Sarasadat Khademalsharieh catches up with the leader in FIDE WOMEN’S GRAND PRIX

FIDE Women’s Grand Prix in Khanty-Mansiysk: Round 7 Print
Sunday, 27 November 2016

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Round 7: Sarasadat Khademalsharieh catches up with the leader

In the 7th round of the final of the FIDE Women’s Grand Prix in Khanty-Mansiysk Nino Batsiashvili lost to her compatriot Lela Javakhishvili and was caught up by Sarasadat Khademalsharieh, who won against Natalija Pogonina.

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In the game Pogonina-Khademalsharieh a rare line of the Catalan Opening was discussed, where the queens were exchanged quite early. In the middlegame White had a certain advantage but a couple of not very precise decisions led to an equal rook-and-knight endgame. Further on, Black’s position tended to be more preferable due to its pieces and pawns’ better structure and placement, and finally Sara managed to create strong connected passers on the queenside. In a severe mutual time-trouble Natalija didn’t find a way to survival.

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N. Pogonina – S. Khademalsharieh

N. Pogonina S. Khademalsharieh

Almost all the moves except 50. Rxa3?, which was chosen by White, led to a drawish position.

For example, 50. Re1 Ne7 51. Nd4 c3 52. Ke5 b4 53. Kf6 b3 54. Nxb3 Rxb3 55. Kxe7 c2 56. Rc1.

50…Kxa3 – and Black won by force.

51. Ke4 c3 52. Nd4 Nxd4 53. e7 c2 54. E8Q c1Q, and on the 60th move Sarasadat celebrated victory.

Nino Batsiashvili played rather aggressively in the game against Lela Javakhishvili, but the position demanded a calmer approach.

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N. Batsiashvili – L. Javakhishvili

N. Batsiashvili L. Javakhishvili

Black got a very comfortable play after the opening, but White didn’t want to put up with it and opened the kingside. Nevertheless, the position of the White king wasn’t determined and this fact caused many problems for Nino.

In the game, she missed Lela’s counter play: 18. Rd4?! (probably 18. Rh3 was the best resource for White) Bxf3 19. gxf3 Ne5 20. Rxd8+ Rxd8 21. Rh3 b4, and in several moves Black created very unpleasant threats against the White king. Lela Javakhishvili won her first game in the tournament.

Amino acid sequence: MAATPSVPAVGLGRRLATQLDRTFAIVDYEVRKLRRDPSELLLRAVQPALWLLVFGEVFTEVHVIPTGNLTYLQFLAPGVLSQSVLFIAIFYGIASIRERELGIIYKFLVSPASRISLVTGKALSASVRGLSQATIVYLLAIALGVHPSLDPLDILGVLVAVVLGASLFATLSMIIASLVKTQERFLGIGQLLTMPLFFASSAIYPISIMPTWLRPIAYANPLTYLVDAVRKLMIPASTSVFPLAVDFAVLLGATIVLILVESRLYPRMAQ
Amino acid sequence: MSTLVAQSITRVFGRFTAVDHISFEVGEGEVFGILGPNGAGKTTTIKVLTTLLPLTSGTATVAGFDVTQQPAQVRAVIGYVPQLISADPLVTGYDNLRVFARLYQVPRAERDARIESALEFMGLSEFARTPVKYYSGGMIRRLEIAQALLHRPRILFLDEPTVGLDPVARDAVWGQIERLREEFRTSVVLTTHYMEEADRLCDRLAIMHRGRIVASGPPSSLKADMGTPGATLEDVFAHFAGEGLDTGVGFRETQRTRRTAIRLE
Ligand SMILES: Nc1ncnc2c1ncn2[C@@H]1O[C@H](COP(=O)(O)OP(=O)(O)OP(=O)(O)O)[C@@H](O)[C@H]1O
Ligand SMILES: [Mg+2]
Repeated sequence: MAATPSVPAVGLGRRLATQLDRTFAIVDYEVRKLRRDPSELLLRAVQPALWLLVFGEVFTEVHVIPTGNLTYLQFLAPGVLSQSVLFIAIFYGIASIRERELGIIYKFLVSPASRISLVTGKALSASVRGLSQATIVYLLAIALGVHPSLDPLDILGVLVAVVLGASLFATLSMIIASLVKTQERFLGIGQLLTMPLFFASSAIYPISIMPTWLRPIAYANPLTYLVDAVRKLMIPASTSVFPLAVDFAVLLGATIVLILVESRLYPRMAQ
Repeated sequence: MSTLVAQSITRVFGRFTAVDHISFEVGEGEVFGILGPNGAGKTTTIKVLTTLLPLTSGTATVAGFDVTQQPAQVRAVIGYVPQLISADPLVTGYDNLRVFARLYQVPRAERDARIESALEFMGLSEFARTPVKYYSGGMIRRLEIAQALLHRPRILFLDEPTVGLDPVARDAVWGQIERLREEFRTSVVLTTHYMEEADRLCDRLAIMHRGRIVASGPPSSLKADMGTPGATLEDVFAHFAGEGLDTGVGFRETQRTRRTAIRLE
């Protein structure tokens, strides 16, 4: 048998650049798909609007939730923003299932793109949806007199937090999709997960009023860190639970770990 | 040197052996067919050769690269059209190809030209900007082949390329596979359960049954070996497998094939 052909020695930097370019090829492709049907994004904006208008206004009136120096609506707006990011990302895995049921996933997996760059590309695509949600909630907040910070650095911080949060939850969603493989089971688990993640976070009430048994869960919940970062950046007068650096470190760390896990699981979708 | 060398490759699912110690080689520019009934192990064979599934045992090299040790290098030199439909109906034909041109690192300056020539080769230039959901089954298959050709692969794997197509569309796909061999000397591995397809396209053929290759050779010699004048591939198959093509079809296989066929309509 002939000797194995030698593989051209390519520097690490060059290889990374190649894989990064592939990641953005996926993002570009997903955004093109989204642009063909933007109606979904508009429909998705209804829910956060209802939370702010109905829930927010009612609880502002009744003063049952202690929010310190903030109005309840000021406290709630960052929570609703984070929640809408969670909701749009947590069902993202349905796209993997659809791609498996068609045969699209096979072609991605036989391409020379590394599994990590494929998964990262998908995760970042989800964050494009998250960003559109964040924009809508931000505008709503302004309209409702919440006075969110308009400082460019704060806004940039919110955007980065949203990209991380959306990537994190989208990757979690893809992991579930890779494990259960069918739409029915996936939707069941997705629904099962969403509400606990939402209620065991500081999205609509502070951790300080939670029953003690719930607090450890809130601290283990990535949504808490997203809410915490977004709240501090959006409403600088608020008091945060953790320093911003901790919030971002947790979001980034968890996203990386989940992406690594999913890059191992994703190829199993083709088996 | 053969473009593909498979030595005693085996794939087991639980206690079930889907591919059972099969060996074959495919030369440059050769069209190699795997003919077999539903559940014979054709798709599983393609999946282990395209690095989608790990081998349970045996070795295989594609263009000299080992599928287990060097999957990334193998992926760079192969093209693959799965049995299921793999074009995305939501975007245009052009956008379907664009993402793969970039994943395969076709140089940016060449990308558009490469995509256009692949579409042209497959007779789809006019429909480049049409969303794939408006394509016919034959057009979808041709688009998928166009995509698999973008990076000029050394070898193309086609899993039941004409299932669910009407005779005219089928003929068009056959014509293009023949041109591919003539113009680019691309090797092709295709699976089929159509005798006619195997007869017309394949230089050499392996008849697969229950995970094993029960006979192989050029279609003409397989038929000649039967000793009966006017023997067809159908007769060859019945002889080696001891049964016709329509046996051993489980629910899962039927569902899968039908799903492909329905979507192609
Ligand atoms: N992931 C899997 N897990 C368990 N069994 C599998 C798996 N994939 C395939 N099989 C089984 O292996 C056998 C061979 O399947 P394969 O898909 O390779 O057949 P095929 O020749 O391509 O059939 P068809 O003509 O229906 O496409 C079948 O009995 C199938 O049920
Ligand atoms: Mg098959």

Valentina Gunina applied a very bold knight sacrifice in the game against Ju Wenjun, but later on she was not very precise and didn’t manage to get a decent initiative for the lost material. The Chinese player resisted all the threats in cold blood and eventually won the game.

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Ju Wenjun – V. Gunina

Ju Wenjun V. Gunina

14…Nxf2! – the move is in Baadur Jobava’s style, who celebrated his birthday on November 26.

15. Kxf2 Bc5+ 16. Be3 Bxe3+ 17. Kxe3 Rc8

Perhaps, Valentina mixed up the move order, for Black should have started with 17…f6 followed by an approximate line 18. Kf2 fxe5+ 19. Kg1 Qg5 with obvious compensation.

18. Qd2! After this strong Wenjun’s reply Black cannot put her queen on g5.

Ju Wenjun V. Gunina2

Then the opponents were playing quite logically, but still Black didn’t manage to create dangerous threats against the opponent’s king.

18…f6 19. Kf2 fxe5+ 20. Kg1 Qe7 21. Nc3 Qc5+ 22. e3 Qe7 23. Rac1 h5 24. h4 Rcd8 25. e4 d4 26. Nb1

26…Rf6? is a crucial mistake because after 27. Qg5 White is winning more material. On the 41st move Gunina resigned.

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Natalia Zhukova won (the second game in a row) against Almira Skripchenko, who admitted that she wasn’t in her best shape in the tournament. In the opening Almira implemented an interesting idea, achieved an agreeable position, and, at some point, Black was even better. Still the play drifted to an equal endgame with queens, rooks and bishops, but for some reason Black gave up the “b” file and since then the troubles began. Natalia was acting very energetically creating threats on the both sides of the board with her queen and rook connected on the 8th rank, and after a forced queens’ exchange she won a pawn and very soon – the game.

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Alexandra Kosteniuk, who was playing Black against Olga Girya, mixed up some lines in the Bogo-Indian Defence and had to defend a difficult position. As the 12th world chess champion said at the press conference, her opponent’s imprecise play had allowed her to escape serious trouble. Step by step the position was equalizing and simplifying, and on the 32nd move the draw was agreed.

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Bela Khotenashvili and Dronavalli Harika discussed the Catalan Opening, where the play didn’t really exceed the limits of equality, so the draw became the most logical outcome.

After her win in the 7th round Ju Wenjun once again tops the overall standings of the FIDE Grand Prix Series. Humpy Koneru is several points behind, while Alexandra Kosteniuk is currently occupying the third place.

Round 7 results:

Batsiashvili – Javakhishvili 0-1, Pogonina – Khademalsharieh 0-1, Zhukova – Skripchenko 1-0, Ju Wenjun – Gunina 1-0, Girya – Kosteniuk 1/2-1/2, Khotenashvili – Harika 1/2-1/2

Standings after round 7:

1-2. Sarasadat Khademalsharieh, Nino Batsiashvili – 4,5, 3-6. Alexandra Kosteniuk, Natalia Zhukova, Olga Girya, Ju Wenjun – 4, 7-8. Valentina Gunia, Dronavalli Harika – 3,5, 9. Bela Khotenashvili – 3, 10-11. Natalija Pogonina, Lela Javakhishvili – 2,5, 12. Almira Skripchenko – 2.

Round 8 pairings:

Javakhishvili – Harika, Kosteniuk – Khotenashvili, Gunina – Girya, Skripchenko – Ju Wenjun, Khademalsharieh – Zhukova, Batsiashvili – Pogonina

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